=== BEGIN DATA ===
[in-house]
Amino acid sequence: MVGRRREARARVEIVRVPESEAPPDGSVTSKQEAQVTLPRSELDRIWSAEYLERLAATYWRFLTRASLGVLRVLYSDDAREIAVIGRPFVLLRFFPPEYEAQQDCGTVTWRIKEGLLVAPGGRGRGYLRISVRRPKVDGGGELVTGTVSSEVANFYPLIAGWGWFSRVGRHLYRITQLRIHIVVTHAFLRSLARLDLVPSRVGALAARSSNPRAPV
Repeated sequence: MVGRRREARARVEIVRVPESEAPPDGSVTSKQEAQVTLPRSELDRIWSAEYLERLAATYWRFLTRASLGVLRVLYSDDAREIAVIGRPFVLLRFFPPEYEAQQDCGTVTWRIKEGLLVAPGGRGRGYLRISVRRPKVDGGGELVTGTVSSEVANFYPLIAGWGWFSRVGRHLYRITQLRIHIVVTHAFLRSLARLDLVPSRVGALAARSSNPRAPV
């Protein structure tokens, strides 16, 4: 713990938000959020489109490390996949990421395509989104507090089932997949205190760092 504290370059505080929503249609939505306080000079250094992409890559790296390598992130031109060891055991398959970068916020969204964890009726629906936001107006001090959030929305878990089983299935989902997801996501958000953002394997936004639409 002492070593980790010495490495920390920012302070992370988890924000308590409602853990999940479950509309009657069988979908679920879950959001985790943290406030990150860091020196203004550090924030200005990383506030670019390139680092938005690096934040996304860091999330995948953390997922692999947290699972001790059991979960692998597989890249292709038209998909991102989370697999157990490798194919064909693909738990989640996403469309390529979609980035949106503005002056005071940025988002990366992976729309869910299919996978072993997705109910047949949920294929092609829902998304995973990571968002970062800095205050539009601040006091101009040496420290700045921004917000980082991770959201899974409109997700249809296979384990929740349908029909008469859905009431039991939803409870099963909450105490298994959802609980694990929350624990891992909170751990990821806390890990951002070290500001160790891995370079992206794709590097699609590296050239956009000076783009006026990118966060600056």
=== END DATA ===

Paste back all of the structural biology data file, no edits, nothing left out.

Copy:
[in-house]
Amino acid sequence: MVGRRREARARVEIVRVPESEAPPDGSVTSKQEAQVTLPRSELDRIWSAEYLERLAATYWRFLTRASLGVLRVLYSDDAREIAVIGRPFVLLRFFPPEYEAQQDCGTVTWRIKEGLLVAPGGRGRGYLRISVRRPKVDGGGELVTGTVSSEVANFYPLIAGWGWFSRVGRHLYRITQLRIHIVVTHAFLRSLARLDLVPSRVGALAARSSNPRAPV
Repeated sequence: MVGRRREARARVEIVRVPESEAPPDGSVTSKQEAQVTLPRSELDRIWSAEYLERLAATYWRFLTRASLGVLRVLYSDDAREIAVIGRPFVLLRFFPPEYEAQQDCGTVTWRIKEGLLVAPGGRGRGYLRISVRRPKVDGGGELVTGTVSSEVANFYPLIAGWGWFSRVGRHLYRITQLRIHIVVTHAFLRSLARLDLVPSRVGALAARSSNPRAPV
């Protein structure tokens, strides 16, 4: 713990938000959020489109490390996949990421395509989104507090089932997949205190760092 504290370059505080929503249609939505306080000079250094992409890559790296390598992130031109060891055991398959970068916020969204964890009726629906936001107006001090959030929305878990089983299935989902997801996501958000953002394997936004639409 002492070593980790010495490495920390920012302070992370988890924000308590409602853990999940479950509309009657069988979908679920879950959001985790943290406030990150860091020196203004550090924030200005990383506030670019390139680092938005690096934040996304860091999330995948953390997922692999947290699972001790059991979960692998597989890249292709038209998909991102989370697999157990490798194919064909693909738990989640996403469309390529979609980035949106503005002056005071940025988002990366992976729309869910299919996978072993997705109910047949949920294929092609829902998304995973990571968002970062800095205050539009601040006091101009040496420290700045921004917000980082991770959201899974409109997700249809296979384990929740349908029909008469859905009431039991939803409870099963909450105490298994959802609980694990929350624990891992909170751990990821806390890990951002070290500001160790891995370079992206794709590097699609590296050239956009000076783009006026990118966060600056």